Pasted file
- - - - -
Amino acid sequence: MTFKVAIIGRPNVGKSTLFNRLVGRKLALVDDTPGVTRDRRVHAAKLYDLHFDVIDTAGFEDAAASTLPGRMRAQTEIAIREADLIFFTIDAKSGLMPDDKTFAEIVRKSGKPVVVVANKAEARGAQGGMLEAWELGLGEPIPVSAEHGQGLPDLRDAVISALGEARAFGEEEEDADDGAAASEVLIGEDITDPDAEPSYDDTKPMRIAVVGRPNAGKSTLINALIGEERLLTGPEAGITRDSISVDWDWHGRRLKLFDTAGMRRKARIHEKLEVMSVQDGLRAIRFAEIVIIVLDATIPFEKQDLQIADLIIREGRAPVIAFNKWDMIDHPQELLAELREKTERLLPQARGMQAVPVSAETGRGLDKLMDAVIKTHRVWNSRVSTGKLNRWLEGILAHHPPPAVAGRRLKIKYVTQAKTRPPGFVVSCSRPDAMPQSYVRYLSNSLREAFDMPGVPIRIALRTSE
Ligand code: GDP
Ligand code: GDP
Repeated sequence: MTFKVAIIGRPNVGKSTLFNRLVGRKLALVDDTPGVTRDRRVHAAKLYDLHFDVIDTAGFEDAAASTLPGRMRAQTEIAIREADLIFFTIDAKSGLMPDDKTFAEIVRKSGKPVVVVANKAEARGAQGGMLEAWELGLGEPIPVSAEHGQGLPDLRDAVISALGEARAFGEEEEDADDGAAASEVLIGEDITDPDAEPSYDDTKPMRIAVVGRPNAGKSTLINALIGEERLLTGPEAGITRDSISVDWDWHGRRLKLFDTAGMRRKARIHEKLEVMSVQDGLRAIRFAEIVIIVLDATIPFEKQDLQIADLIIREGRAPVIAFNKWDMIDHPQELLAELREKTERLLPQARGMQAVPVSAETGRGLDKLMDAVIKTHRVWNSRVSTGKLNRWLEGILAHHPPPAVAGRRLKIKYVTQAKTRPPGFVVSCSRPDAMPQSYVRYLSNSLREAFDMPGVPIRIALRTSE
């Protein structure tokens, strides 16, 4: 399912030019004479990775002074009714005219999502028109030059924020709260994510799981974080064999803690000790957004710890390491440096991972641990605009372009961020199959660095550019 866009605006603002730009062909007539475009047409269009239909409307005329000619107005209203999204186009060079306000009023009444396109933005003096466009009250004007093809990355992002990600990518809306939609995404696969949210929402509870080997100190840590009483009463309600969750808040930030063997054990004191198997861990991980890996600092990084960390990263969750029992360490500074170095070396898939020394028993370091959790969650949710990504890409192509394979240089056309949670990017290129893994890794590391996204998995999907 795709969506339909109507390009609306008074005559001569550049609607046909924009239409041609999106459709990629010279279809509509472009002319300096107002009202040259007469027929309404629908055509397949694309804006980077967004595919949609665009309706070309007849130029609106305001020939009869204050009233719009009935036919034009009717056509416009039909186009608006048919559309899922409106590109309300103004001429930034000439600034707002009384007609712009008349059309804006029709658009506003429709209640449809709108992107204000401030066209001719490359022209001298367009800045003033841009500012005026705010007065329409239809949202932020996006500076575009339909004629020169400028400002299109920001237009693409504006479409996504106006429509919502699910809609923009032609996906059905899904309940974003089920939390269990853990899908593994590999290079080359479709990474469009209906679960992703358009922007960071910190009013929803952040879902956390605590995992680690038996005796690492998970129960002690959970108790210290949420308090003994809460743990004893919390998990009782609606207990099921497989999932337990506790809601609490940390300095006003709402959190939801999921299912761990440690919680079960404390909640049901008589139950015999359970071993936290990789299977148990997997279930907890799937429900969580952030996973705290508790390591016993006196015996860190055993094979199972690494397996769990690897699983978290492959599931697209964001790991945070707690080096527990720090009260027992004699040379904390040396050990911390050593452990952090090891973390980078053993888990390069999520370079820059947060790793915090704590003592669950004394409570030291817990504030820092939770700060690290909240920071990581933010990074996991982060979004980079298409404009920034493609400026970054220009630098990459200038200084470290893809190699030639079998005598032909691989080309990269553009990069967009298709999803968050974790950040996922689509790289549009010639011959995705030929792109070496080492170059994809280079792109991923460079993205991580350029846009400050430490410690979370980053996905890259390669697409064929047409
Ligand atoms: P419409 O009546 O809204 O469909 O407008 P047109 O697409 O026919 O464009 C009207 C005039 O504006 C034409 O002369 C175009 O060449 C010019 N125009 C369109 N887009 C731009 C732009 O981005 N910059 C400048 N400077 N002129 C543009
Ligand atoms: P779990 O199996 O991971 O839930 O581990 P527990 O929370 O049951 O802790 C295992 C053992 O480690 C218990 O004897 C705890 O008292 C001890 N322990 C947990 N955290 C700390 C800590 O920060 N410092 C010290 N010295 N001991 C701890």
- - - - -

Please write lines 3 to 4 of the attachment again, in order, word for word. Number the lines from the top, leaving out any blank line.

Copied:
Ligand code: GDP
Repeated sequence: MTFKVAIIGRPNVGKSTLFNRLVGRKLALVDDTPGVTRDRRVHAAKLYDLHFDVIDTAGFEDAAASTLPGRMRAQTEIAIREADLIFFTIDAKSGLMPDDKTFAEIVRKSGKPVVVVANKAEARGAQGGMLEAWELGLGEPIPVSAEHGQGLPDLRDAVISALGEARAFGEEEEDADDGAAASEVLIGEDITDPDAEPSYDDTKPMRIAVVGRPNAGKSTLINALIGEERLLTGPEAGITRDSISVDWDWHGRRLKLFDTAGMRRKARIHEKLEVMSVQDGLRAIRFAEIVIIVLDATIPFEKQDLQIADLIIREGRAPVIAFNKWDMIDHPQELLAELREKTERLLPQARGMQAVPVSAETGRGLDKLMDAVIKTHRVWNSRVSTGKLNRWLEGILAHHPPPAVAGRRLKIKYVTQAKTRPPGFVVSCSRPDAMPQSYVRYLSNSLREAFDMPGVPIRIALRTSE